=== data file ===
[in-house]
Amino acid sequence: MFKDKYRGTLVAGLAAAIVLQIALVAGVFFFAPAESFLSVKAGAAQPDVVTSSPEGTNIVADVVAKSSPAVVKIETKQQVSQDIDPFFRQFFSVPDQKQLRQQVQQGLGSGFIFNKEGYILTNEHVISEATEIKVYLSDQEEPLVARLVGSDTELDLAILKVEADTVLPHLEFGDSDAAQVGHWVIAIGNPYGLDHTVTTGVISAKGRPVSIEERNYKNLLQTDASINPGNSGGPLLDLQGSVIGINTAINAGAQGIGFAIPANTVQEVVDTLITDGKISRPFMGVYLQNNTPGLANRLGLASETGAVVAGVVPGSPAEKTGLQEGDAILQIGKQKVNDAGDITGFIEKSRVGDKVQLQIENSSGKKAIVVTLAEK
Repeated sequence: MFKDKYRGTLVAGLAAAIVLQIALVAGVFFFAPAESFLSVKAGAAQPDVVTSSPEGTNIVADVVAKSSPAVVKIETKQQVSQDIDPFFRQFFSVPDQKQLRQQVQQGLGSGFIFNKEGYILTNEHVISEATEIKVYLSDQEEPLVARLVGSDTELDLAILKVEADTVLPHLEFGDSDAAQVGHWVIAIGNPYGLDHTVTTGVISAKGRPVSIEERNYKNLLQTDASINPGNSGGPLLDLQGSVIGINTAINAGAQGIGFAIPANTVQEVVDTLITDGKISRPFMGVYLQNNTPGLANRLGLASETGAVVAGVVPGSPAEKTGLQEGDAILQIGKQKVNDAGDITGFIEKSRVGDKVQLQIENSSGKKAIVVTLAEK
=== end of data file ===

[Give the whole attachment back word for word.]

[in-house]
Amino acid sequence: MFKDKYRGTLVAGLAAAIVLQIALVAGVFFFAPAESFLSVKAGAAQPDVVTSSPEGTNIVADVVAKSSPAVVKIETKQQVSQDIDPFFRQFFSVPDQKQLRQQVQQGLGSGFIFNKEGYILTNEHVISEATEIKVYLSDQEEPLVARLVGSDTELDLAILKVEADTVLPHLEFGDSDAAQVGHWVIAIGNPYGLDHTVTTGVISAKGRPVSIEERNYKNLLQTDASINPGNSGGPLLDLQGSVIGINTAINAGAQGIGFAIPANTVQEVVDTLITDGKISRPFMGVYLQNNTPGLANRLGLASETGAVVAGVVPGSPAEKTGLQEGDAILQIGKQKVNDAGDITGFIEKSRVGDKVQLQIENSSGKKAIVVTLAEK
Repeated sequence: MFKDKYRGTLVAGLAAAIVLQIALVAGVFFFAPAESFLSVKAGAAQPDVVTSSPEGTNIVADVVAKSSPAVVKIETKQQVSQDIDPFFRQFFSVPDQKQLRQQVQQGLGSGFIFNKEGYILTNEHVISEATEIKVYLSDQEEPLVARLVGSDTELDLAILKVEADTVLPHLEFGDSDAAQVGHWVIAIGNPYGLDHTVTTGVISAKGRPVSIEERNYKNLLQTDASINPGNSGGPLLDLQGSVIGINTAINAGAQGIGFAIPANTVQEVVDTLITDGKISRPFMGVYLQNNTPGLANRLGLASETGAVVAGVVPGSPAEKTGLQEGDAILQIGKQKVNDAGDITGFIEKSRVGDKVQLQIENSSGKKAIVVTLAEK